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Nearly everyone is familiar with Murphy’s Law, the adage that anything that can go wrong will go wrong. It is a hyperbolic statement; there are many scenarios with a minute chance of actually occurring. However, bad things do happen to good developers, and you can avoid losing your job, your project, or your life, with enough precaution.

I compiled a few lifesaving tips for developers. Please add your own in the comments!

Avoid code that elicits “Hey ya’ll, watch this!”

I love testing the boundaries of languages and tools, but weird code constructs typically do not belong in professional software. If you’re glitching the system to achieve a result, you run the risk that the glitch will be fixed. Even if it isn’t fixed, it’s unlikely that future developers will be able to maintain the oddball code.

Expect the worst: your code may actually create a difficult to locate bug that prevents the software from working properly if at all.

Use version control

When I began programming professionally in the late nineties, sneakernet was a common way to share source code with other developers. Many developers stored versions of their programs’ source in zip files, and merging code was quite a task.

We have come a long way since those dark days, but there are a surprising number of development shops depending on simple file shares.

Even cowboy developers should use a version control system. If someone tosses your computer out the window, or you need an older version of the source code, version control systems make it easy to recover. Of course, you do need to make sure the server is running on a separate system.

It’s the twenty-tweens, and there is no excuse not to use version control. There are plenty of flavors of free systems and tooling to match.

Back up essential resources

Everything essential to recreate your project should go into version control, and you should implement a regular backup schedule.

Prepare for the worst! Backups should be stored on premises separate from the server. An extinction-sized meteor may not hit your building, but fires and other catastrophes do happen.

When all else fails, use a decompiler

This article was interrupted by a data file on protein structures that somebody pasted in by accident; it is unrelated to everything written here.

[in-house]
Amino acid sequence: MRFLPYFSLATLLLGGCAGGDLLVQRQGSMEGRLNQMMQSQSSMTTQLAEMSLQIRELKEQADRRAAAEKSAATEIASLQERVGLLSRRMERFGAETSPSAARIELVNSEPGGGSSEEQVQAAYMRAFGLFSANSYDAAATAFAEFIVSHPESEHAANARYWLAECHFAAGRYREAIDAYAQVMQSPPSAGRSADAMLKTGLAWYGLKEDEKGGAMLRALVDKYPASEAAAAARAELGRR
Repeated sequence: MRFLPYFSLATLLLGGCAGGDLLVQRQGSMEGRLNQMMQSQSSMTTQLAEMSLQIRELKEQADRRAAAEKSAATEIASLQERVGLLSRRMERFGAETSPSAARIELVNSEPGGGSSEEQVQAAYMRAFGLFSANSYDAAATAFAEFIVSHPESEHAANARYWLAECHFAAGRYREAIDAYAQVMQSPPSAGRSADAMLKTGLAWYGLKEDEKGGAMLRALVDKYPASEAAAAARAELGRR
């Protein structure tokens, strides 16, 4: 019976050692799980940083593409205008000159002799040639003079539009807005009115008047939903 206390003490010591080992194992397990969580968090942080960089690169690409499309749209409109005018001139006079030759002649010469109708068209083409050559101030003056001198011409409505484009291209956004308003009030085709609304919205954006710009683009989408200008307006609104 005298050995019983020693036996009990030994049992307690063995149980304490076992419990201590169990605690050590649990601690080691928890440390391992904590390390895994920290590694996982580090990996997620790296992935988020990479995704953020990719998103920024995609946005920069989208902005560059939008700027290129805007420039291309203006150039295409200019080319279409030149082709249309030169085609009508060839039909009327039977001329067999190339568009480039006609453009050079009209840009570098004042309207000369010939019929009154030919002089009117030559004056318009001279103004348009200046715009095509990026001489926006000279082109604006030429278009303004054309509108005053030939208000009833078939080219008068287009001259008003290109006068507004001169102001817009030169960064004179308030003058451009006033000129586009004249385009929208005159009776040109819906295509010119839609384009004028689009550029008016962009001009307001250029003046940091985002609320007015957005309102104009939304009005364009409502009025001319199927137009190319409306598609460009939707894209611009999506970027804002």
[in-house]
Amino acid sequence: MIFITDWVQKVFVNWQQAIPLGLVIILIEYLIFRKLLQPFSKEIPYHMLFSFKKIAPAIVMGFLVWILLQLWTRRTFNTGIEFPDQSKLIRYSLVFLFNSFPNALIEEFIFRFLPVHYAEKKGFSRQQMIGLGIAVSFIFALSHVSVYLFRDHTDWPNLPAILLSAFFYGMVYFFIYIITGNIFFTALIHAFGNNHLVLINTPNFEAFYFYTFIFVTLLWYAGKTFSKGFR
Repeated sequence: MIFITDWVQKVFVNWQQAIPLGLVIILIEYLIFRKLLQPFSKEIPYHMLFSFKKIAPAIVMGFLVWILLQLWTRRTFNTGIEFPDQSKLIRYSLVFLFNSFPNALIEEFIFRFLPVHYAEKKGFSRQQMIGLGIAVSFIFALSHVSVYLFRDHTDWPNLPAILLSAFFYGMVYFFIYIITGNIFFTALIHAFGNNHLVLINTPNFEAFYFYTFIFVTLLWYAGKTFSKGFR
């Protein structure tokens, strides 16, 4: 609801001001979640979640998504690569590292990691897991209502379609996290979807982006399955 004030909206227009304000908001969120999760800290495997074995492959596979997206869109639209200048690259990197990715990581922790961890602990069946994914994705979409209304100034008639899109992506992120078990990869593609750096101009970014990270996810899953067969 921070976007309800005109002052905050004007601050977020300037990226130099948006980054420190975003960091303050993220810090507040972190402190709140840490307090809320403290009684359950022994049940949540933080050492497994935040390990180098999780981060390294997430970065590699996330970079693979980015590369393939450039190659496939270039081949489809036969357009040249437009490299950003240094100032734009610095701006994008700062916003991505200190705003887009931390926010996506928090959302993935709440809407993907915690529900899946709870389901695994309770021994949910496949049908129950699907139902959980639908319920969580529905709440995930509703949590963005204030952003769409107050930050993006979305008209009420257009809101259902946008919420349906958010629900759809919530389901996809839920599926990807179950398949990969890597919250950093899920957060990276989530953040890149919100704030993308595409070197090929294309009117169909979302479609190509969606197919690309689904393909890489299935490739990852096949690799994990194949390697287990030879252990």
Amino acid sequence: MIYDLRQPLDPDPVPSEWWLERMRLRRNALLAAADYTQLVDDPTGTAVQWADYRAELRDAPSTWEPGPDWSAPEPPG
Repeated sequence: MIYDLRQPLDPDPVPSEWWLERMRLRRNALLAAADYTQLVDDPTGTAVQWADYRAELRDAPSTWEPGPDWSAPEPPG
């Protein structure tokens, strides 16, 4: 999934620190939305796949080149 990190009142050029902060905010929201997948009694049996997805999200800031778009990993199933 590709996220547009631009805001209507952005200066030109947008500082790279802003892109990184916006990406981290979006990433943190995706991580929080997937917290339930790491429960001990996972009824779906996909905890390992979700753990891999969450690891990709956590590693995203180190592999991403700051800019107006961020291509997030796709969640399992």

The systems administrator mistakenly deleted your version control server, and no one bothered testing the backups to make sure they worked. You’ve lost everything, and the future is bleak.

Instead of rewriting everything, use a decompiler to recover your code. The source will not be a one-to-one comparison, but it’s better to start at 90% than 0%.

If you’re a .NET developer, try out JustDecompile. It’s free for everyone, forever. Best of all, it can generate complete projects from a .dll or .exe.

Identify and fix performance issues

You may have the superior product, feature-wise, but if it performs poorly, users will abandon it for the competition. Fewer users mean less revenue, and less revenue means you may soon be out of a job.

Application performance issues come in many shapes and sizes, and they cost users tons of time. Use a .NET profiler such as JustTrace to identify the best target for optimization.

Fix the perception

A long running but optimized task gives the perception of poor performance if the user is not receiving feedback. Be sure to use asynchronous calls for calls that may run long. No matter what, avoid locking the user interface.

Clean up unmanaged resources

There are many ways to mismanage memory in a .NET application, but you’re at least guaranteed to recover the memory by closing the application. Well, not quite. It is possible to create a true memory leak with unmanaged resources. Even if the unmanaged resource didn’t leak, improper handling of unmanaged resources will cause memory usage to grow during the life of the application.

Do the right thing and clean up unmanaged resources. Release them in finally blocks or by using the disposable pattern.

If your application is unstable due to out of control memory usage, use a memory profiler to identify the culprit. JustTrace does that, too.

More tips?

Depending on your industry and the type of application you are creating, there are many more tips to consider. Please add your own tips in the comments.

Here’s one final tip: don’t be evil.

Chris has saved a project or two, but he will not say whether he has saved any lives. After all, non-disclosure agreements are binding.

About the Author

Chris Eargle

is a Microsoft C# MVP with over a decade of experience designing and developing enterprise applications, and he runs the local .NET User Group: the Columbia Enterprise Developers Guild. He is a frequent guest of conferences and community events promoting best practices and new technologies. Chris is a native Carolinian; his family settled the Dutch Form region of South Carolina in 1752. He currently resides in Columbia with his wife, Binyue, his dog, Laika, and his three cats: Meeko, Tigger, and Sookie. Amazingly, they all get along... except for Meeko, who is by no means meek.

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